A Fair Response to Lamarckianism (Two Centuries too Late)

Posted in Uncategorized by isaacmcphee on August 8, 2011

I’m no true Lamarckian, but I hold a certain amount of respect for Lamarck.

Jean-Baptiste Lamarck and I have very little in common on the surface. He was a nineteenth century Frenchman who strongly believed in the notion of “soft-inheritance” (where certain acquired traits are passed genetically from one generation to the next) as mechanism for evolution, and I am none of these things. It was Lamarck’s understanding that the process of knowledge and behavior learned throughout life has a physical effect on a person’s genes, leading shadows of these effects to be passed on through the natural course of species multiplication (which is a pretentious way of saying that parents pass off things they learn to their kids).

In all of this, Lamarck and I have very little common ground.  I was not alive in the nineteenth century; I have never been to France, and I think science has capably demonstrated the fallacy of soft inheritance.

And yet, all that being said, I don’t think Lamarck’s ideas were so foolish when he first considered them. Therein lies my respect. In addition, I believe that Lamarckian evolution remains useful, even if only as something to consider. In fact, it is a perfectly worthwhile tool–a tool I would like to use in order to examine yet another figure of the 18th century: Charles Willson Peale.

But before I can get to Peale, I must allow for an illustration of my own life so as to frame the debate:

Very few young children are capable of finding any true enjoyment in a church service. There may be truth spoken there, but to a child truth is insufficient in terms of entertainment. A child much prefers a lie to the truth—and who can possibly blame them?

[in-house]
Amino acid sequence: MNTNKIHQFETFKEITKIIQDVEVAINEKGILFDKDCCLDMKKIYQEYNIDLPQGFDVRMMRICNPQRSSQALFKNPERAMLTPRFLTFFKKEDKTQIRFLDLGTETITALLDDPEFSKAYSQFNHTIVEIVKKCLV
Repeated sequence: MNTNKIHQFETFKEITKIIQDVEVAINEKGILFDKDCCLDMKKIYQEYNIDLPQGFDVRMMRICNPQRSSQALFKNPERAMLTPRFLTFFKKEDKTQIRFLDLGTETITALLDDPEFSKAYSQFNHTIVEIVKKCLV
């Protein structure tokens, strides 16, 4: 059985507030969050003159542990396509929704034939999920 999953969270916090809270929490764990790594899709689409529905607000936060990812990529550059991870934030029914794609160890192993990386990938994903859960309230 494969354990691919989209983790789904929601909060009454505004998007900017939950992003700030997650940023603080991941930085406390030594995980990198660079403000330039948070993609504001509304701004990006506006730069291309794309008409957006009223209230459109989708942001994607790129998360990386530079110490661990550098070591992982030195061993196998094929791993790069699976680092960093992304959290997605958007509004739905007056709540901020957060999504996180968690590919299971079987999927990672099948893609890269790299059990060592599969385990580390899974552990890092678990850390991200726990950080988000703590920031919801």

Though there are certainly churches (such as the Baptist church in which I was raised) that endeavor to heighten the quality of their Sunday productions to the point where they might rival (and too often resemble) a Broadway musical, it does not seem that the evolution of church will ever do away entirely with the centerpiece of the service: The Sermon.

Though some sermons are certainly more entertaining than others (and unfortunately, entertainment value need not have any direct correlation to quality of truth—would that it were!), as a very general rule there is something endlessly dull about listening to a man speak. As a child I would be reasonably entertained for the first twenty minutes of every service—a time for singing, announcements, sometimes a dramatic performance, very occasionally a video or slideshow—and then bored to tears by the lengthy latter portion, wherein the pastor would stand up and speak for forty-five minutes. Like watching a film with but one character and no real drama.

My boredom (and the boredom of every child in church) has nothing at all to do with the truth of the sermon and absolutely everything to do with me being seven or eight years old and not wanting to listen to someone talk to me for the better part of an hour. I believe that little more can be reasonably expected from a child.

All of this is to say that I had an hour to kill every week. An hour to keep myself occupied while waiting for church to come to an end; and like many children (and certainly many adults who are far less likely to admit to it), I was forced to rely on my creativity to get me through. I was fortunate that each week upon entering the sanctuary each parishioner (no, we never did call ourselves parishioners—we were just people) would receive a bulletin, upon which was printed every necessary piece of churchgoing information—sermon topic, special announcements, upcoming events, and a blank space upon which to take notes.  This last page was the key to my sanity during those fidgety times on lightly-cushioned pews.

I had several methods of whiling away my time, but often it was very systematic. I would often begin by coloring in the letters throughout the bulletin—every “o”, every “a” and “b” and “q” and “p”.  Every letter with an enclosed loop I would color in.  That would kill about ten minutes. I’d then make my way to the margins of the paper and practice drawing basic geometric shapes and patterns. Most commonly I’d draw a box, then I’d turn it into a three dimensional box.  Then I’d pull a little M.C. Escher (unconsciously, of course) and add some other impossible dimensionality to it—angles and sides would extend outward into some hidden reality; two sides of the same box would somehow meet or pass over one another as if a manifestation of the very curvature of space-time itself… it was all a lot of nonsense that could easily be interpreted as profound (as many of the most nonsensical things far too often are).